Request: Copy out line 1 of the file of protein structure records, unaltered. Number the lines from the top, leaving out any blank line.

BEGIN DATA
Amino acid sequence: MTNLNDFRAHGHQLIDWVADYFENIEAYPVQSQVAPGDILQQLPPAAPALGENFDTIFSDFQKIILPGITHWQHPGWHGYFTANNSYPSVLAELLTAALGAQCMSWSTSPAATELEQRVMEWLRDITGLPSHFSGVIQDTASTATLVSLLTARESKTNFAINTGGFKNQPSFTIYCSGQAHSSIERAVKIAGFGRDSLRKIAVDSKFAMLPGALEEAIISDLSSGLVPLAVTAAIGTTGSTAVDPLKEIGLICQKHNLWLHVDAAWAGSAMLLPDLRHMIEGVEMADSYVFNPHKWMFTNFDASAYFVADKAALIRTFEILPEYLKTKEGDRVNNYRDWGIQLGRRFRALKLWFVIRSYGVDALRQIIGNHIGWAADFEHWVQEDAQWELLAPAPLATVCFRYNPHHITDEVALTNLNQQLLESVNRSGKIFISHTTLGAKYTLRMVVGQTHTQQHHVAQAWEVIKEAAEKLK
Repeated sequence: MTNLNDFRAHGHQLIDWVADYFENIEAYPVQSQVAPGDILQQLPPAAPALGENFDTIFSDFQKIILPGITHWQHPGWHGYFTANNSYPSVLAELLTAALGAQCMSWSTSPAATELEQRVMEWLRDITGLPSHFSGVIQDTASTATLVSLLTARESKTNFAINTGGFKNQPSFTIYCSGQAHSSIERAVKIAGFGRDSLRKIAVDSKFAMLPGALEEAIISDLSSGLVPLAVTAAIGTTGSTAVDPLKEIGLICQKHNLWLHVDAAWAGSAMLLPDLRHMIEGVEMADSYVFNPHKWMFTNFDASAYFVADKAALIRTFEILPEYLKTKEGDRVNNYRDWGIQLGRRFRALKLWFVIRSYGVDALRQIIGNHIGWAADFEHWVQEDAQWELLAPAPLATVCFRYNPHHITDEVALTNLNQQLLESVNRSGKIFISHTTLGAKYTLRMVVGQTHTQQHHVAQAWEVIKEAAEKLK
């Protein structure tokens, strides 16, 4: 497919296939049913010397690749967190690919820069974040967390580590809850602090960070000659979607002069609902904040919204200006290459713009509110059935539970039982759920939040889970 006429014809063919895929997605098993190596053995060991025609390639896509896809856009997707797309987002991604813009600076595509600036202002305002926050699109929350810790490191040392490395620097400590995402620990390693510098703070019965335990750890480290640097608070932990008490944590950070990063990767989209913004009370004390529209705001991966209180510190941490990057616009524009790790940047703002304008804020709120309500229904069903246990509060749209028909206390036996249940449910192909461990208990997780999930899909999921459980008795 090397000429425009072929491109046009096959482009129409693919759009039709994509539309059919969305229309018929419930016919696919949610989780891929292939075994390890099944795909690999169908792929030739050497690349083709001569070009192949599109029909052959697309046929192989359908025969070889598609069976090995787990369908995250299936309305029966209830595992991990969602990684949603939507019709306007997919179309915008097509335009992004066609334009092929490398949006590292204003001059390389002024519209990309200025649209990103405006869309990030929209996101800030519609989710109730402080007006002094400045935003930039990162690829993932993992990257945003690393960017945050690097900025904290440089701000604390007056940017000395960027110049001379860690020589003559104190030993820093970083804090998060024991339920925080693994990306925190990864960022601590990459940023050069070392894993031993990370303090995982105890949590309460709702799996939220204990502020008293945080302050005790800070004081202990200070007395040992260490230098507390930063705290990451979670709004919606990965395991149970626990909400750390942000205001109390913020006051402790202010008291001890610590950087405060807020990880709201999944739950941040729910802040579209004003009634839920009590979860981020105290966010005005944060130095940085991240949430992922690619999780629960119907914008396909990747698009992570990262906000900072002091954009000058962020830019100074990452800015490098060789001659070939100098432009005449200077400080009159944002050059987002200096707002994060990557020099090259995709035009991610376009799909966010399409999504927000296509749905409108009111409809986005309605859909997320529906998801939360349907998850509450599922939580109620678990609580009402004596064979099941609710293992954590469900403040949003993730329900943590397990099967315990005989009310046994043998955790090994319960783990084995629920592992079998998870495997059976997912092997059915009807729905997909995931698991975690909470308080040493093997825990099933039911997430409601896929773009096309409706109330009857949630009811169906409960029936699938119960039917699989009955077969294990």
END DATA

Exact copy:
Amino acid sequence: MTNLNDFRAHGHQLIDWVADYFENIEAYPVQSQVAPGDILQQLPPAAPALGENFDTIFSDFQKIILPGITHWQHPGWHGYFTANNSYPSVLAELLTAALGAQCMSWSTSPAATELEQRVMEWLRDITGLPSHFSGVIQDTASTATLVSLLTARESKTNFAINTGGFKNQPSFTIYCSGQAHSSIERAVKIAGFGRDSLRKIAVDSKFAMLPGALEEAIISDLSSGLVPLAVTAAIGTTGSTAVDPLKEIGLICQKHNLWLHVDAAWAGSAMLLPDLRHMIEGVEMADSYVFNPHKWMFTNFDASAYFVADKAALIRTFEILPEYLKTKEGDRVNNYRDWGIQLGRRFRALKLWFVIRSYGVDALRQIIGNHIGWAADFEHWVQEDAQWELLAPAPLATVCFRYNPHHITDEVALTNLNQQLLESVNRSGKIFISHTTLGAKYTLRMVVGQTHTQQHHVAQAWEVIKEAAEKLK